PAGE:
Editorial : Macroeconomic stability must be pursued with vigour going forward

The passage of outstanding revenue bills by Parliament remains critical to government programmes as well as to enable the state to complete four of the five agreed prior actions in the International Monetary Fund (IMF) Staff Level Agreemen
Ken Ofori Atta

Now that the euphoria is dying down after a gruelling electoral battle and a winner has been declared, the incoming administration has to focus on stabilising the economy, improving domestic revenue mobilisation, reducing public debt, and ensuring private sector growth.

Projections put end of year GDP growth at 1.9 percent against a pre-pandemic target of 6.8 percent; public debt is now 71 percent of GDP and projected to hit 77 percent by end of the year; and the private sector is reeling under pressure from the pandemic, as many businesses have not recovered their losses.

Also, due to the pandemic’s impact on productive sectors of the economy, total revenue and grants have been revised to 13.9 percent of GDP in 2020 – representing a 20-percentage point decrease over the original 2020 budget target.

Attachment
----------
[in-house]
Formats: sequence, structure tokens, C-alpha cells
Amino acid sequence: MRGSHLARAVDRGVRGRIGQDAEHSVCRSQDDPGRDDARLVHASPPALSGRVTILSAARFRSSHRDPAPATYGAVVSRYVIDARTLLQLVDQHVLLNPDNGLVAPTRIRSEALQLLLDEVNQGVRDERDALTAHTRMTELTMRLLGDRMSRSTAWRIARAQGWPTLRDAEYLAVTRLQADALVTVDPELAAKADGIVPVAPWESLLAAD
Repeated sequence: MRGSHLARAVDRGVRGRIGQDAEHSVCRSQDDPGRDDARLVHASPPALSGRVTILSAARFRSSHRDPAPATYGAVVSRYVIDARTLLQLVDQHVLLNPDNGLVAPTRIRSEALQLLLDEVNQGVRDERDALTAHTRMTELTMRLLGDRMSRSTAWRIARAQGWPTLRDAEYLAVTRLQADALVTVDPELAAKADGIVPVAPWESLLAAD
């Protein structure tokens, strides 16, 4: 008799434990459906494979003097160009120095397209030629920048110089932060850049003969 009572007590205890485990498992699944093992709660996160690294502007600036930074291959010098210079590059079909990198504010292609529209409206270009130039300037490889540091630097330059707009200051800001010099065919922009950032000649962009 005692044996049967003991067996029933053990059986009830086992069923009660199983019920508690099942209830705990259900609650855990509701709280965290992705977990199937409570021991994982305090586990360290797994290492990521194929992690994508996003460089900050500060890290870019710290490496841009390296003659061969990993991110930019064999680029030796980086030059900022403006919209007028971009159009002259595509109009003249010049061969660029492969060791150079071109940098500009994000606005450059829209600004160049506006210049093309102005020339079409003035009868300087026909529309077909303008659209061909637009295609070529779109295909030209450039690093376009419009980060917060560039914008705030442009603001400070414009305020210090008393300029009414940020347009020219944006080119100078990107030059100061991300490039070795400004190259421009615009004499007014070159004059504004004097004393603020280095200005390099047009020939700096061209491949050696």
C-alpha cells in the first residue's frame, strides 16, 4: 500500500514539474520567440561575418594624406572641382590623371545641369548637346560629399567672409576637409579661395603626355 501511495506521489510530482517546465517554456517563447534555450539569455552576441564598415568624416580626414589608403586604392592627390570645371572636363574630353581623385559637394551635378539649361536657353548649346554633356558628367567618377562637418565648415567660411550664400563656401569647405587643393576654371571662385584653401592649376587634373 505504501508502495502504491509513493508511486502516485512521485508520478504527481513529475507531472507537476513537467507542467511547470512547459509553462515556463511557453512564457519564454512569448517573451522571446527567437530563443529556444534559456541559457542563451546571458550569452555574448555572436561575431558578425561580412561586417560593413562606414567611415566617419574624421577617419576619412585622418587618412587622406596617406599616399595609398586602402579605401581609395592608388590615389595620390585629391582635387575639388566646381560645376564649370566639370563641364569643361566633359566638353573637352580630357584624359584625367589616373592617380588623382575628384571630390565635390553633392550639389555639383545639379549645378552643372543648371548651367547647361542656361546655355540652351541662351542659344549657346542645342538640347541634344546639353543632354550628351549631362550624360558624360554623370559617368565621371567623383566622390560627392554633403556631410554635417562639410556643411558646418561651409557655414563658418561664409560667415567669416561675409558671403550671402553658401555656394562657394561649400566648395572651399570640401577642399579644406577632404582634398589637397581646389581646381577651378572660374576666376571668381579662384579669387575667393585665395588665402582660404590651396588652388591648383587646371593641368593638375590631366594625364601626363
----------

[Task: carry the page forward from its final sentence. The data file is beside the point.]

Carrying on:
Agriculture and industry should be among the focal areas. The private sector’s revival should ensure that the cost of doing business is relatively low, and issues with debt to GDP must be tackled holistically -especially as we have reached the threshold.

With regard to the monetary sector, we should continue to pursue lower interest rates, price stability, a stable exchange rate and inflation-targetting.

Hence, government must focus on ensuring macroeconomic stability and promoting private sector businesses to revive the economy. The COVID-19 pandemic’s impact on the economy is a global phenomenon, but we sincerely believe that to overcome the challenges it brought with it, government must make these four areas priorities if the economy is to see better growth than that recorded before the pandemic’s emergence.

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